The establishment of Madrasas, the change of attire, Arabianization of general mode of life, the creation of ghettoization of localities were things that signalled a paradigm shift taking place within the Muslim community
Small acts of cumulative weight
I was attending the convocation ceremony for the Masters Degree of my wife, barely a year ago, where Rev. Dr. Oswald Gomis, Archbishop Emeritus and the long standing Chancellor of the University of Colombo gave away the certificates. All recipients, other than those clad in garments that showed they were Muslims, did the courtesy of bowing down in the traditional Sri Lankan way in reverence of this scholarly and priestly personage; the Muslims, I am afraid, obviously going by the scriptural instruction of not worshipping anyone but the Almighty, shook hands with the Former Bishop! But cutting quite a contradictory picture to what they were doing, the sagely Archbishop Emeritus, every time a young Buddhist monk came to receive certificate, would make a movement to show that he was trying to stand up, from the seat, as a mark of respect to a priest of another religion. The general impression among the audience with regard to the two distinct acts is hardly in need of explanation. There is a cumulative effect to all our actions!
Now the conventional Muslims leaders -- again scoundrels of the top drawer -- are trying to show that they have done everything to pin point fanatics of the nature of Zaharan and his aides. Yet it is not going down well with the other communities, to say the least. So many questions with regard to their affiliations, relationships, businesses, interventions etc. are too suspicious to be shrugged off as innocuous co-incidents.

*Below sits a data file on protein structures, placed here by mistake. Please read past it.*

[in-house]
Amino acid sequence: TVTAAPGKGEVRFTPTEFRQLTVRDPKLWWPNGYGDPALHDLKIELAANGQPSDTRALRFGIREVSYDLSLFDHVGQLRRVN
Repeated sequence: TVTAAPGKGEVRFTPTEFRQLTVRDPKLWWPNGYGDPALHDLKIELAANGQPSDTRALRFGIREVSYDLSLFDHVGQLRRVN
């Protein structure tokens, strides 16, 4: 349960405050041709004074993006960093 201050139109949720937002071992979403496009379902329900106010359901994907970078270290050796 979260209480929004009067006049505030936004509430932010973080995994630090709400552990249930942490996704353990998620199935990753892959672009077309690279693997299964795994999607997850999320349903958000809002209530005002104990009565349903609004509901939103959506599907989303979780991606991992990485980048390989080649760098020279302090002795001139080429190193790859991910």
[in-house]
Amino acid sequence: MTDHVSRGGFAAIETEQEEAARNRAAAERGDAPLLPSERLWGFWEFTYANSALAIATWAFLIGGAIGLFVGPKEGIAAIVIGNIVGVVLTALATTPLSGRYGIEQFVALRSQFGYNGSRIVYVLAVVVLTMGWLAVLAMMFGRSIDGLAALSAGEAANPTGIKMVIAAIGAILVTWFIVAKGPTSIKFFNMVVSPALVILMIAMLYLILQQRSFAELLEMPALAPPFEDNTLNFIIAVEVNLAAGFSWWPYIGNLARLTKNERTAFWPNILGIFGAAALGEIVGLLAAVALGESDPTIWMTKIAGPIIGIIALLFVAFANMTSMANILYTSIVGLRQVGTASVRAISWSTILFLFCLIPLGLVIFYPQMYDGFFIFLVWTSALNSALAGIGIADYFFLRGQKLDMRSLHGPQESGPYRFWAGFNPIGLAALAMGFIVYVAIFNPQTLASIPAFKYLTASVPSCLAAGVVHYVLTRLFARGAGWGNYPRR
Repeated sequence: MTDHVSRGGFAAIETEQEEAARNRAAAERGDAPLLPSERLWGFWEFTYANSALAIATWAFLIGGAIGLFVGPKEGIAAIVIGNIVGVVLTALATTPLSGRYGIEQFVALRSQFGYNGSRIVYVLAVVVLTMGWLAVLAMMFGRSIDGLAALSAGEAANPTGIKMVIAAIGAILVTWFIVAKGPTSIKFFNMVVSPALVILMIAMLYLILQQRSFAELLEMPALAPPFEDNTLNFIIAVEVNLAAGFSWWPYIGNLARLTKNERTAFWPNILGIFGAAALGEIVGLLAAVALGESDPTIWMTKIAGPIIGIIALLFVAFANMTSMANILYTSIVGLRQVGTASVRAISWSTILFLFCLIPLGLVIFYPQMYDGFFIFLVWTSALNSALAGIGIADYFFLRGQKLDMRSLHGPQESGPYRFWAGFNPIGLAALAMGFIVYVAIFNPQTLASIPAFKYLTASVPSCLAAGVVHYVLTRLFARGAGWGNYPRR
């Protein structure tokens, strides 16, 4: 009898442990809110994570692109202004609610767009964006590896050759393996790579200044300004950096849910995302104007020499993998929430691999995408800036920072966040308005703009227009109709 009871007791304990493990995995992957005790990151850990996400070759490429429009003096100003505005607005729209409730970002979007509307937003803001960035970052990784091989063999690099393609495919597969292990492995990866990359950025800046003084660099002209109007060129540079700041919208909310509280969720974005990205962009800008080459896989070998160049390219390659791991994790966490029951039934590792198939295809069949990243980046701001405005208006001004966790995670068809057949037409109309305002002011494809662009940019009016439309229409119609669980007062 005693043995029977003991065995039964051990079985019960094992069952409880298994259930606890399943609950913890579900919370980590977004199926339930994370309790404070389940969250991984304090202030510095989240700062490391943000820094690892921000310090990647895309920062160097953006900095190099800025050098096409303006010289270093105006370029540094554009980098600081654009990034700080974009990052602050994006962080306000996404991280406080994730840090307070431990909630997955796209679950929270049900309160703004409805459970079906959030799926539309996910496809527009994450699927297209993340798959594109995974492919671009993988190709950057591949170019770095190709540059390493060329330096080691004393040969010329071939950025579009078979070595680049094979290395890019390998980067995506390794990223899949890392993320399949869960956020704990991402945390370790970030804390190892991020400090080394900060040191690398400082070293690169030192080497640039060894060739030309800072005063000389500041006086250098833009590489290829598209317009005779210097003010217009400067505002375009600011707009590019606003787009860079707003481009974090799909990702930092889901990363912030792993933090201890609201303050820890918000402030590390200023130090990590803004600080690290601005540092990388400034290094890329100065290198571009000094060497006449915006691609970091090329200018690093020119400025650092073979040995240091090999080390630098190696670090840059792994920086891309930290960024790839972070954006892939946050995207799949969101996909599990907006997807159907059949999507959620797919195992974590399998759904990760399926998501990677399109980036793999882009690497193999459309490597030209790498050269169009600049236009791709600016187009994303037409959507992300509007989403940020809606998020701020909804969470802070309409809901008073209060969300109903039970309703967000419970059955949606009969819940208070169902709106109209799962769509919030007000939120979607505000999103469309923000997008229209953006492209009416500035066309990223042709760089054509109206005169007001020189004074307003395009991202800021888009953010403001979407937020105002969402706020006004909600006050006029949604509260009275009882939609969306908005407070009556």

A cause without grievances
After 30 years of civil war, and much blood shed, we finally thought that lasting peace emanating from social political and communal consensus was here. Yet, alas! it turns out that it is not the case. A state might be able to address the grievances, of a given community, as in the case of the Tamils or a given class of persons, as in the case of the Sinhala youth who rose up in arms twice. Whether one agrees with them or not, at least, there are prima facie, grounds for discontent. Yet the uniqueness of the new mode of strife that Zaharan unleashed was, that it cannot be addressed. In fact, there are no demands at all. Not from a conventional sense.
You either embrace my faith, or die!!
In my view, the phenomena of hundreds of swords discovered from either inside or the vicinity of mosques could be either for defensive purposes in anticipation of an attack that has been brewing among the Sinhala Buddhist far right for some time now, or alternately, in preparation to carry out the instructions given in the hadeeth that promises such assailants, virgins in heaven! My abilities of perception do not offer me a third scenario.
I personally want to believe that it was for the first reason and that such murderous intentions have not been in the minds of those who frequent such places. I see the faces of many Muslim friends, associates, colleagues and neighbours, whom we have known for decades, respectable, peace- loving and moderate, wishing that we can live on peacefully and with respect for centuries to come. Readers of this very column will recall how I have defended minorities in the face of Sinhala far right and their political masters; yet the scope for such interventions is becoming narrower.
It is up to the political and religious leaders outside the mosque, to ensure that we leave the ordinary Muslim with a choice. But at the same time, it is up to those of influence inside the mosque to make sure that outsiders see that it is as a matter of choice.
On both counts, I remain optimistic: But as anyone can see, I am in the minute minority!!